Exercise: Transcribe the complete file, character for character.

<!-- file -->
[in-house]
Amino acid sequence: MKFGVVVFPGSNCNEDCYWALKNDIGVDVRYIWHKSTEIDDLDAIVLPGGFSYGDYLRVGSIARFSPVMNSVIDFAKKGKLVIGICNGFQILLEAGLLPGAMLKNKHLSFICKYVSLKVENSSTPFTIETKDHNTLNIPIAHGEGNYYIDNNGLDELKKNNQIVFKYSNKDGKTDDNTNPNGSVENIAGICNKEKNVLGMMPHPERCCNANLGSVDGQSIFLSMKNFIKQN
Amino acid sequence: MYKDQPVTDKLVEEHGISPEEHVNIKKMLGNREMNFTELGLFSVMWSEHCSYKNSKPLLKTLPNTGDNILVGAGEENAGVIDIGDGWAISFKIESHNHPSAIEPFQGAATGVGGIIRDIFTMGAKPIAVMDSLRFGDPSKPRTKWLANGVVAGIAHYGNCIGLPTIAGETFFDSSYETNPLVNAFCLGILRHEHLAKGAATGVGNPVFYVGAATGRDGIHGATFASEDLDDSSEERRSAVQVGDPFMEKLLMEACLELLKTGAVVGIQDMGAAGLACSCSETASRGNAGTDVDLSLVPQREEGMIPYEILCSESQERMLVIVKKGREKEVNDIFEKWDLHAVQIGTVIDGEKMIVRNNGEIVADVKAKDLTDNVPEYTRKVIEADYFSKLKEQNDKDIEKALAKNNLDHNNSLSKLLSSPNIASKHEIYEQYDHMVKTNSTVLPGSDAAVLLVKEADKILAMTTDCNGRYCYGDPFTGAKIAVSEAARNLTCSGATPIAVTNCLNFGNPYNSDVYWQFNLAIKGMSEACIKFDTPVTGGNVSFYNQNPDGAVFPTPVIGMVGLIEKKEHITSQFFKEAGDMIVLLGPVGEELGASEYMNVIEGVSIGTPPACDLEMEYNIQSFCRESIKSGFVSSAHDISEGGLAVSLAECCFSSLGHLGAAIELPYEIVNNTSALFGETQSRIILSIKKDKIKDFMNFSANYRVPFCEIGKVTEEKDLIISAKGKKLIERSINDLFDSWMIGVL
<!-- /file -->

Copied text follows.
[in-house]
Amino acid sequence: MKFGVVVFPGSNCNEDCYWALKNDIGVDVRYIWHKSTEIDDLDAIVLPGGFSYGDYLRVGSIARFSPVMNSVIDFAKKGKLVIGICNGFQILLEAGLLPGAMLKNKHLSFICKYVSLKVENSSTPFTIETKDHNTLNIPIAHGEGNYYIDNNGLDELKKNNQIVFKYSNKDGKTDDNTNPNGSVENIAGICNKEKNVLGMMPHPERCCNANLGSVDGQSIFLSMKNFIKQN
Amino acid sequence: MYKDQPVTDKLVEEHGISPEEHVNIKKMLGNREMNFTELGLFSVMWSEHCSYKNSKPLLKTLPNTGDNILVGAGEENAGVIDIGDGWAISFKIESHNHPSAIEPFQGAATGVGGIIRDIFTMGAKPIAVMDSLRFGDPSKPRTKWLANGVVAGIAHYGNCIGLPTIAGETFFDSSYETNPLVNAFCLGILRHEHLAKGAATGVGNPVFYVGAATGRDGIHGATFASEDLDDSSEERRSAVQVGDPFMEKLLMEACLELLKTGAVVGIQDMGAAGLACSCSETASRGNAGTDVDLSLVPQREEGMIPYEILCSESQERMLVIVKKGREKEVNDIFEKWDLHAVQIGTVIDGEKMIVRNNGEIVADVKAKDLTDNVPEYTRKVIEADYFSKLKEQNDKDIEKALAKNNLDHNNSLSKLLSSPNIASKHEIYEQYDHMVKTNSTVLPGSDAAVLLVKEADKILAMTTDCNGRYCYGDPFTGAKIAVSEAARNLTCSGATPIAVTNCLNFGNPYNSDVYWQFNLAIKGMSEACIKFDTPVTGGNVSFYNQNPDGAVFPTPVIGMVGLIEKKEHITSQFFKEAGDMIVLLGPVGEELGASEYMNVIEGVSIGTPPACDLEMEYNIQSFCRESIKSGFVSSAHDISEGGLAVSLAECCFSSLGHLGAAIELPYEIVNNTSALFGETQSRIILSIKKDKIKDFMNFSANYRVPFCEIGKVTEEKDLIISAKGKKLIERSINDLFDSWMIGVL